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Tom Holland Reveals His Secret To Acting In The Spider-Man Costume

Actors and superhero costumes: a tale as old as time. 

It seems that every big-name movie star to don a cape, mask, or cowl over the years has had some form of difficulty or crazy story to tell about their cinematic threads.  The most famous was perhaps George Clooney and his 90-pound Batman suit, which he once described as being almost impossible to move in. "They put you on a flat board, lie you on the ground and bolt you into this thing, and then they just pull the board out and leave you standing," Clooney explained during a 2014 Reddit AMA (via UPROXX). "Joel Schumacher goes action, I say 'I'm Batman' and then, cut, they drop me back down on the board and leave me on my back."

Additionally, former "Spider-Man" actor Andrew Garfield once complained about his suit revealing too much of his nether regions. "The whole point of wearing a mask is you feel free and you can be whatever you want and you can be witty," he told Ellen DeGeneres in 2012 (via Digital Spy). "That was the whole point — Peter Parker becomes Spider-Man and he becomes this other ego, his alter-ego. But knowing that your keister has been shot from many different angles makes you very uncomfortable."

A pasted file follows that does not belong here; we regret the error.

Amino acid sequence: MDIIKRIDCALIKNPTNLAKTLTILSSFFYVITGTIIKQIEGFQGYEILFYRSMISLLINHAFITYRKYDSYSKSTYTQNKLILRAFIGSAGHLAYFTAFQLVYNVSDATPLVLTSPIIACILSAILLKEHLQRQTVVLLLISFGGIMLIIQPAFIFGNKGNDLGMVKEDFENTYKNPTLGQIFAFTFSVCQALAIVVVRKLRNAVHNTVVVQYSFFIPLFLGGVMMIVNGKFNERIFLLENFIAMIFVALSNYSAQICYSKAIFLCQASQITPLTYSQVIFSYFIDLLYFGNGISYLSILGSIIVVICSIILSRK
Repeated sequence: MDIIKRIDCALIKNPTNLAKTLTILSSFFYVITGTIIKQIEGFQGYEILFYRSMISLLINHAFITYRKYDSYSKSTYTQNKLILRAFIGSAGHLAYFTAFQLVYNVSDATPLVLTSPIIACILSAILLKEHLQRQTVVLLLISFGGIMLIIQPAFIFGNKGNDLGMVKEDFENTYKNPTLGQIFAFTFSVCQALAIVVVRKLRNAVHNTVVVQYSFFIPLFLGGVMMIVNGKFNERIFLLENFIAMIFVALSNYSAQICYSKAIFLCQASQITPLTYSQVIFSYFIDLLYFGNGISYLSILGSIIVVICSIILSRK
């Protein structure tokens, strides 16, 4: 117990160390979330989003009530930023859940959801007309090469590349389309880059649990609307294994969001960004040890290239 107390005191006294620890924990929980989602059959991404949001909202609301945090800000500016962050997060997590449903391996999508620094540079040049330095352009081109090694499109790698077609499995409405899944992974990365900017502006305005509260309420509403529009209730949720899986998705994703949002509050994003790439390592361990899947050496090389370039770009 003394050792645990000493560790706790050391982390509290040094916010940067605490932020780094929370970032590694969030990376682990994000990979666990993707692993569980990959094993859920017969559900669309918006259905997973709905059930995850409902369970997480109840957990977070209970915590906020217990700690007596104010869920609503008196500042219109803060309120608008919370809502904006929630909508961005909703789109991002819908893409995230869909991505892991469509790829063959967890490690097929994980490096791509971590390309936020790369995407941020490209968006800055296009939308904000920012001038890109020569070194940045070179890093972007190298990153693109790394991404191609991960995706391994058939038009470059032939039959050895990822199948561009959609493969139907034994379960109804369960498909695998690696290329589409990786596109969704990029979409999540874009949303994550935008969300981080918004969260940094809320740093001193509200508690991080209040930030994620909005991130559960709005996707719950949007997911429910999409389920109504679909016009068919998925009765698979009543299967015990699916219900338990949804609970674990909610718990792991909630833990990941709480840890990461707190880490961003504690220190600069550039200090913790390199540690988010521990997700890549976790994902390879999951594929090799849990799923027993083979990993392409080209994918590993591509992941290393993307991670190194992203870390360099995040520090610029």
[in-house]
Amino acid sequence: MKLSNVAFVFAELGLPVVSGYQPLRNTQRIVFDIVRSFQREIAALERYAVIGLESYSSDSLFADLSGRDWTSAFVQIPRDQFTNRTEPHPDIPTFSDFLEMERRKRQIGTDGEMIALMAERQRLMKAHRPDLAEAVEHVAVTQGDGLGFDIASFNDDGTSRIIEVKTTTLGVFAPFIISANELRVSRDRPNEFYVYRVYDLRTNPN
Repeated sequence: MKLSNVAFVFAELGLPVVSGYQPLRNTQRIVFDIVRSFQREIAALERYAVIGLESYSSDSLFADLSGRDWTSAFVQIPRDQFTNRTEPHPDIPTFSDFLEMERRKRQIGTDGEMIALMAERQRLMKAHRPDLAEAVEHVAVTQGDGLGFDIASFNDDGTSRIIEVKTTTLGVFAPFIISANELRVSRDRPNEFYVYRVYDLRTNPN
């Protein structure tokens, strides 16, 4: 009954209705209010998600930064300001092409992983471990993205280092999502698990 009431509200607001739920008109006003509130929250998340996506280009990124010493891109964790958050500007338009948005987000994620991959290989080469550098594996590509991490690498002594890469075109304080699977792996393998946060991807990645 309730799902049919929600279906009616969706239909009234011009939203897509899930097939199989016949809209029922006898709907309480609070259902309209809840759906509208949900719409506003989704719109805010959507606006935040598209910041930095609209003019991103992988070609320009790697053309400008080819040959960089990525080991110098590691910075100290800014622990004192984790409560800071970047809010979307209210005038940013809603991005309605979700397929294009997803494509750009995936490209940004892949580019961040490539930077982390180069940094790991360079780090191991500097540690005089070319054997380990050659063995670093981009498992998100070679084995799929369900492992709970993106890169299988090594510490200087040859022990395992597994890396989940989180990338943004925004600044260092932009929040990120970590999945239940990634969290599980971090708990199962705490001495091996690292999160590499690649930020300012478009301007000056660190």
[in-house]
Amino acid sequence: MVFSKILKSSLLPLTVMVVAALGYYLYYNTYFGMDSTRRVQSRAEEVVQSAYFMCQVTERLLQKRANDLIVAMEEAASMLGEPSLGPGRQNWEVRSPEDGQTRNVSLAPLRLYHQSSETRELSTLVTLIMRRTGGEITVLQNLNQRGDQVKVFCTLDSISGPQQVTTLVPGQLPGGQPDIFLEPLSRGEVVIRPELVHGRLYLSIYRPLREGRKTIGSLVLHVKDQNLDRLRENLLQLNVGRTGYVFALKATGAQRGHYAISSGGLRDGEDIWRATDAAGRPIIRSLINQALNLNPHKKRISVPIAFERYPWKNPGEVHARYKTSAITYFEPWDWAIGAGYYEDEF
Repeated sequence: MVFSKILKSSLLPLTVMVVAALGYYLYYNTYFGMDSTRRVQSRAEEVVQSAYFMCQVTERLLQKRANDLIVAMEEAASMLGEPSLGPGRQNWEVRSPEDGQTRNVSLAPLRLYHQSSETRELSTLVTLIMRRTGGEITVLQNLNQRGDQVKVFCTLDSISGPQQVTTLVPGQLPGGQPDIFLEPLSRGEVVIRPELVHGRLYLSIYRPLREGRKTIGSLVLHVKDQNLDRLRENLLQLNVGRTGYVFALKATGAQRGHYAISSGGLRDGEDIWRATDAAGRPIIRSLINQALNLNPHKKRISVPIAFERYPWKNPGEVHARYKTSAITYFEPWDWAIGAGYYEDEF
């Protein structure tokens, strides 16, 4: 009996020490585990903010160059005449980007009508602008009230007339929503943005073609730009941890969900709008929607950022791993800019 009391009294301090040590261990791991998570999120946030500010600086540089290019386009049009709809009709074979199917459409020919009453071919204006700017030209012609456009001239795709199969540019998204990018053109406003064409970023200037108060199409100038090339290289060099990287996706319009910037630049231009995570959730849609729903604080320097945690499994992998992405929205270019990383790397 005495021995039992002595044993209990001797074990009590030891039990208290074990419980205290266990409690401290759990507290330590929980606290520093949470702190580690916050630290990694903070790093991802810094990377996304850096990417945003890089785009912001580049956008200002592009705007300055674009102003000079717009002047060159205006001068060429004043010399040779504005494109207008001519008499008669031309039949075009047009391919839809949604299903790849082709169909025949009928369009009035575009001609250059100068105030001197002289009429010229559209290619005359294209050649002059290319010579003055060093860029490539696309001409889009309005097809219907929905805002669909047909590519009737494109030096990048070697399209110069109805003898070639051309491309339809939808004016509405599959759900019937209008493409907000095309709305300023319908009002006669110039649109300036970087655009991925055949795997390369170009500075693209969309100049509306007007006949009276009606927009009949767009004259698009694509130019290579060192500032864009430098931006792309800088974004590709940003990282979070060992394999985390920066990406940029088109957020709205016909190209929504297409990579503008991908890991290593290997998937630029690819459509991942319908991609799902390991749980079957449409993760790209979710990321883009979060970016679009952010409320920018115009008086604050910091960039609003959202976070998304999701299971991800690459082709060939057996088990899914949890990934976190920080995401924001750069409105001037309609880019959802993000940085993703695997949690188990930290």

Garfield's successor, Tom Holland, has had some difficulties of his own portraying Marvel's resident web-slinger. But the actor says he's figured out a way to curtail them.

Holland uses 'crazy arms' technique while acting as Spider-Man

When Tom Holland first began playing Spider-Man, he had to find a way to portray all of his emotions while having his face completely covered by a mask. Since Spidey is an animated character, Holland was forced to deploy a technique that can only be described in the simplest of terms — crazy arms. 

"As an actor you use expression with your face to convey emotion, and when you take that away you have to figure out how to do it with your physicality," Holland told Sean Evans of "Hot Ones." "So if you took off the Spider-Man suit, and I behaved the way I would while in the suit, you'd think I was a crazy person and acting way too much and too big. But cover up your face — all of a sudden those bigger reactions feel normal. My secret weapon is that I will always pretend like my arms are dead so that when I move, my arms kind of swing around. So Peter Parker's hands are always doing the most crazy stuff. And for me, that has been a really good way of making him feel youthful, while also in moments of peril and stuff like that."

Holland further revealed that the mask can also have its benefits. "It's also sometimes a great thing," he told Evans. "Like if I've gone out the night before and had a little bit too much to drink, if I've got a mask on, no one knows. So it's fine!"